To double check your answer, make sure that your configuration is written in the order of the n - value, so all the sub-shells associated with 3 are put before any of the sub-shells associated with 4, for example.
by joannehaddad
Sun May 06, 2018 4:08 pm
Forum: Properties of Light
Topic: The visible spectrum
Replies: 4
Views: 207

Re: The visible spectrum

The line spectrum shows the specific wavelengths that are being absorbed/emitted, whereas the continuous spectrum shows a continuum of wavelengths. A line spectrum is discrete, while the continuous spectrum isn't.
by joannehaddad
Sat Apr 28, 2018 4:08 pm
Forum: Quantum Numbers and The H-Atom
Topic: What do l and m represent? [ENDORSED]
Replies: 6
Views: 196

What do l and m represent? [ENDORSED]

I'm just a little confused as to what the letters l and m represent? I know that n is the energy level, but what are l and m? Thank you.
by joannehaddad
Sat Apr 28, 2018 4:05 pm
Forum: Properties of Light
Topic: Energy difference in excited electrons
Replies: 3
Views: 109

Re: Energy difference in excited electrons

When the two n values aren't given, one will be usually given in a hidden way. The question might mention the series that's used or the part of the spectrum. For example, the question might say the Lyman series (and then you would know that the value of n we are reaching is n=1), or that it's in the...
by joannehaddad
Sat Apr 28, 2018 4:02 pm
Forum: DeBroglie Equation
Topic: Conversion [ENDORSED]
Replies: 2
Views: 134

Re: Conversion [ENDORSED]

Glad you figured out your mistake! For the future though, I like to use dimensional analysis for my conversions as to avoid any mistakes or confusion. I use the following set up. Let's say I'm trying to convert from meters to nanometers, and I have 4.7\times 10^{-7} meters. I know that 1 nanometer i...
by joannehaddad
Sun Apr 22, 2018 11:12 pm
Forum: Properties of Light
Topic: Homework 1.5
Replies: 6
Views: 175

Re: Homework 1.5

Keep in mind that the relationship between frequency, energy, and wavelength is as follows:

The longer the wavelength the lower the frequency and that means less energy.
by joannehaddad
Sun Apr 22, 2018 11:10 pm
Forum: DeBroglie Equation
Topic: Quanta
Replies: 5
Views: 213

Quanta

Can someone explain what quantum really means? Like how do "quanta" related to what we're learning?
by joannehaddad
Sun Apr 22, 2018 11:09 pm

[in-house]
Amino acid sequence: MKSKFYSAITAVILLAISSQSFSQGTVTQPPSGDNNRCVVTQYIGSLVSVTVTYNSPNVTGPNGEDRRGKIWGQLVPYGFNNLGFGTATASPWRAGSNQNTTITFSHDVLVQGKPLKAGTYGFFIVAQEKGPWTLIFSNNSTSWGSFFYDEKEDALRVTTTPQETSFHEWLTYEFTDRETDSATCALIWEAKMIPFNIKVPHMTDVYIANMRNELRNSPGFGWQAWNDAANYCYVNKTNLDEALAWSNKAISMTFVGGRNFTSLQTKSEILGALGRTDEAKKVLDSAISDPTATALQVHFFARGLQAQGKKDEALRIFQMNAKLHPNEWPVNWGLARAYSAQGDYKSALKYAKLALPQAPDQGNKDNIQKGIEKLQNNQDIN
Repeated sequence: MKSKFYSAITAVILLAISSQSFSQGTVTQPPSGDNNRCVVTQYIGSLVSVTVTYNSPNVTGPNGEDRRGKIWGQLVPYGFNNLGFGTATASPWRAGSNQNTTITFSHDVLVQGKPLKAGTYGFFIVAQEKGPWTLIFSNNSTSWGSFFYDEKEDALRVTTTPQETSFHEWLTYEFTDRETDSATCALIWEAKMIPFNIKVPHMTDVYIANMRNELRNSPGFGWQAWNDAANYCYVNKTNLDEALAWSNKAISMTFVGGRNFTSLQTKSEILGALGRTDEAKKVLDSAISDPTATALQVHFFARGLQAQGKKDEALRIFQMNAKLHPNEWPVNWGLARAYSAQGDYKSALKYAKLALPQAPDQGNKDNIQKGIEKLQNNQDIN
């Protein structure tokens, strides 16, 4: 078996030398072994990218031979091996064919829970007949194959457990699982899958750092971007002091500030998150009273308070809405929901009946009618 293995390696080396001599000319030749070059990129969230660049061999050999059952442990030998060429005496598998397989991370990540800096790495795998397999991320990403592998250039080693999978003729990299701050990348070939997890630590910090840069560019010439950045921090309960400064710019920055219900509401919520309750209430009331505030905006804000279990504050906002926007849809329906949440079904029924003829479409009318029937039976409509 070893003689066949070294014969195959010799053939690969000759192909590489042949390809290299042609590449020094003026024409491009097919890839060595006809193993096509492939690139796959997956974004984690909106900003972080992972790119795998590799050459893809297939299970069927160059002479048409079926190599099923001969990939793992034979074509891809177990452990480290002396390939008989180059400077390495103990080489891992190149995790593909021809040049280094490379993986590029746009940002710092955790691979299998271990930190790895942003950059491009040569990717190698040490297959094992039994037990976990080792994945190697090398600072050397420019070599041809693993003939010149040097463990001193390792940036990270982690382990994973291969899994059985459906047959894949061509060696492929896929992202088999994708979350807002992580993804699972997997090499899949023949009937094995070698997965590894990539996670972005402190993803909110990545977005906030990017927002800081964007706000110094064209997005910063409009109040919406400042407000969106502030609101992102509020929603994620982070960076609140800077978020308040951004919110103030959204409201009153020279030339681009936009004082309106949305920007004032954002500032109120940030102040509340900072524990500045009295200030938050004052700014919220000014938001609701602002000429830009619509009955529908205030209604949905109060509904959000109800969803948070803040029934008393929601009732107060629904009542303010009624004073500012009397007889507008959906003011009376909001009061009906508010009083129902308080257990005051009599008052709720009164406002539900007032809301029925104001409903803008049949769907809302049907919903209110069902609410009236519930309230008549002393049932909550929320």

Forum: Einstein Equation
Topic: Joules unit conversion [ENDORSED]
Replies: 2
Views: 113

Joules unit conversion [ENDORSED]

I was just wondering what the unit conversion was for Joules? Something with kg and m and s?
by joannehaddad
Sun Apr 15, 2018 2:40 pm
Forum: Bohr Frequency Condition, H-Atom , Atomic Spectroscopy
Topic: Electron Energy Levels
Replies: 3
Views: 107

Re: Electron Energy Levels

The energy levels decrease because the electrons are further away from the nucleus, where the protons are. That means that less energy is needed to remove electrons because the attraction between the protons and electrons is weaker due to increased distance.
by joannehaddad
Sun Apr 15, 2018 2:34 pm
Forum: Administrative Questions and Class Announcements
Topic: Homework 3
Replies: 3
Views: 108

Homework 3

Does anyone know what this week's homework should be for? Like from which outline do we pick homework questions? Thanks!
by joannehaddad
Wed Apr 11, 2018 2:16 pm
Forum: SI Units, Unit Conversions
Topic: Avagrado's Number [ENDORSED]
Replies: 6
Views: 312

Re: Avagrado's Number [ENDORSED]

It's usually for the number of molecules or atoms, depending on the question, but if you have something that asks for the number of molecules AND then the number of atoms, you can do the following. You would first use Avogadro's constant for the number of molecules, then you multiply that by the li...
by joannehaddad
Sun Apr 08, 2018 9:26 pm
Forum: Accuracy, Precision, Mole, Other Definitions
Topic: Accuracy vs Precision
Replies: 23
Views: 703

Re: Accuracy vs Precision

Precision is how close to each other they are, and accuracy is how close to the true value they are.
by joannehaddad
Sun Apr 08, 2018 9:24 pm
Forum: SI Units, Unit Conversions
Topic: Avagrado's Number [ENDORSED]
Replies: 6
Views: 312

Re: Avagrado's Number [ENDORSED]

It's usually for the number of molecules or atoms, depending on the question, but if you have something that asks for the number of molecules AND then the number of atoms, you can do the following. You would first use Avogadro's constant for the number of molecules, then you multiply that by the lit...
by joannehaddad
Sun Apr 08, 2018 9:09 pm
Forum: SI Units, Unit Conversions
Topic: Sig figures
Replies: 9
Views: 306

Re: Sig figures

If you're adding, you use the number with the least number of decimal places as your determinant for the number of decimal places for your answer. Meanwhile, if you're multiplying, the one with the least number of SF should be used to determine the number of SF for the answer.
by joannehaddad
Sun Apr 08, 2018 9:08 pm
Forum: SI Units, Unit Conversions
Topic: Sig figures
Replies: 9
Views: 306

Re: Sig figures

If you're adding, you use the number with the least number of decimal places as your determinant for the number of decimal places for your answer. Meanwhile, if you're multiplying, the one with the least number of SF should be used to determine the number of SF for the answer.